Wireline tool such as logging tool, slick line tool can be stuck in the hole therefore we need to understand about wireline recovery tool. This article demonstrate typical wireline fishing / recovery tool. Common wireline tool issues center around the cable being tangled or wadded in the hole, as well as the fact that attempts at fishing can pull the wireline out of the rope socket or part, further complicating tool retrieval.
Stuck Cable or Tools
As soon as a wireline assembly becomes stuck, the operator will need to determine whether the problem is in the cable or the tool. Usually, one would apply normal logging tension on the cable and allow it to sit for a few minutes. During this time, four things should be recorded:
- the current depth of the tool
- the type and size of the cable
- the surface tension of the cable just prior to becoming stuck
- the cable-head’s weakpoint rating
The cable will be marked at the rotary table, and a T-bar clamp will also be securely fitted to the cable just above the table. Should the cable break, then the clamp holds on to the cable end at the surface, so that the whole cable does not fall down the hole and cause additional blockage. The operator will hen need to apply 1000 lbf of tension on the cable, and make a note of the distance that the cable mark moves at the rotary table. This figure shows the stretch produced in the elastic cable. It is then possible to estimate the length of free cable, using a stretch chart or from prior knowledge of the cable’s stretch coefficient. Should the length of free cable be the same as the current logging depth, then the problem does not lie with the cable; rather, the tool is stuck, and not the cable. If the length of free cable is less than current logging depth, then the cable is stuck at some higher point in the hole.
If it is the tool which is stuck, and not the cable, then pulling on the cable will cause one of three results. The tool may come free, the weakpoint can break and the tool will remain in the hole but the cable can be removed, or the cable will break at the point of maximum tension.
Causes of Sticking
When the cable cuts through mudcake, differential pressure sticking may occur. This is because one side of the cable is exposed to some degree of formation pressure, whereas the other is exposed to the hydrostatic mud column. Due to this significant difference in pressure, the cable will be pressed harshly into the formation, and friction against the formation stops the cable from moving any longer. Other reasons why sticking may occur include ledges, particularly severe doglegs, borehole caving, or the borehole becoming corkscrewed. As the length of the tool increases, as well as when there has been a long amount of time since the last conditioning trip, the chances of sticking will go up.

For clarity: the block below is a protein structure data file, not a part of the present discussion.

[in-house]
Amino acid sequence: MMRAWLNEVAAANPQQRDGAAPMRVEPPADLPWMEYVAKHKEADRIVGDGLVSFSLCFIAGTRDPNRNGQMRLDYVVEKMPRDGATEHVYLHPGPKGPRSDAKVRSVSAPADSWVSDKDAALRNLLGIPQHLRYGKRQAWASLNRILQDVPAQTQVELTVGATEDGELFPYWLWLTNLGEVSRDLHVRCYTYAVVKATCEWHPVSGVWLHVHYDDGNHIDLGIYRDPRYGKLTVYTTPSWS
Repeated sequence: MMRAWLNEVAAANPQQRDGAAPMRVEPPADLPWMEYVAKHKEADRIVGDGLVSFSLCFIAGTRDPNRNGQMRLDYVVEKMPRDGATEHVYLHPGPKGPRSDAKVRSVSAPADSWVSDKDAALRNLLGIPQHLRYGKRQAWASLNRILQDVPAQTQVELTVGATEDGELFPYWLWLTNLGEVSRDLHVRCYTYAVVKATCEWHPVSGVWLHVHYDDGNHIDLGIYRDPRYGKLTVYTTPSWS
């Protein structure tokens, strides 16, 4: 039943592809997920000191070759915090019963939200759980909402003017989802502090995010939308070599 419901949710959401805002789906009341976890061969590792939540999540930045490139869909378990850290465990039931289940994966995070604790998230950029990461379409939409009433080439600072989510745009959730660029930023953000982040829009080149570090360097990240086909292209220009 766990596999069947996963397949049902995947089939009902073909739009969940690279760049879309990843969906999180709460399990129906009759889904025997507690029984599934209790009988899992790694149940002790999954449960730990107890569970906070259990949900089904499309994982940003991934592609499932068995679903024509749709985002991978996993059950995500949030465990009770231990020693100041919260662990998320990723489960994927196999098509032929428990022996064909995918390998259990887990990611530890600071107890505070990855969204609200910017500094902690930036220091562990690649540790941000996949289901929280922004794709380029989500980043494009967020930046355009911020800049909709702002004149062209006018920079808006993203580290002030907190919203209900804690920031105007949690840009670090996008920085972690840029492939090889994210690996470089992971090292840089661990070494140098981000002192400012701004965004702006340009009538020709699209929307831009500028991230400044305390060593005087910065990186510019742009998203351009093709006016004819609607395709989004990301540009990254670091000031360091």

When a wireline tool or cable gets stuck, there are several different ways that they can be recovered.
One option is a side-door overshot as shown in Figure 1. This method is similar to a regular overshot, except that it features a removable side door, so that the tool can be put together around the wireline at the well head itself. It is then possible to run the tool on some tubing or on the drillpipe, downhole alongside the wireline in order to make direct contact with the tool. This stops the wireline from being at risk of parting.
It is not recommended that side-door overshots are used with deep open hole intervals. This is because it introduces the potential for keyseating, or differential sticking in the mud cake.
Throughout modern drilling, the most successful method to retrieve stuck logging tools is through the cut-and-thread method. This involves cutting the wireline at the surface, and then threading it through a pipe string while the pipe is lowered, until it engages with the logging tool. The line must be secured at the surface, and rope sockets need to be fitted to each end to form a spearhead both emerging from the top of the well, and a spearhead overshot at the logging end. A stand of pipe will then be hung in the derrick, allowing enough of an overshot at the bottom to catch the logging tool, or at least the wireline rope socket. When the upper end of the line is spooled down through the interior of the pipe until the overshot connects with the spearhead at the bottom, then the pipe will be run into the hole. This is repeated with additional stands until the bottom of the string is close enough to the fish. When this is achieved, the spearhead overshot can be disengaged and the overshot can be circulated clean, before it engages with the tool. When the fish has been grasped securely, the wireline will be pulled free from the rope socket, and then spooled out of the hole, and the tool itself recovered with the fishing string. Although the cut-and-thread method takes a lot of time, and comes with a certain amount of risk, it vastly improves the chances of recovering the wireline and tool fully, and is much quicker than trying to engage with the wireline in an open hole.
If it is not possible to use either a side-door overshot or a cut-and-thread, then an alternative is to break the weakpoint, and then recover the cable and use the drill pipe to fish for the logging tool. If tool recovery is not an option, then a last resort is to push it to the very bottom of the hole, and then plug it using cement.
Wireline Barb (Rope Spear)
Wirelines that are wadded or tangled can be retrieved with a wireline barb or rope spear. This penetrates the debris, engages with it, and then allows the debris to be pulled away, as shown in Figure 2. This is one of the most basic forms of fishing tool, and gives strong results when used in the right way.
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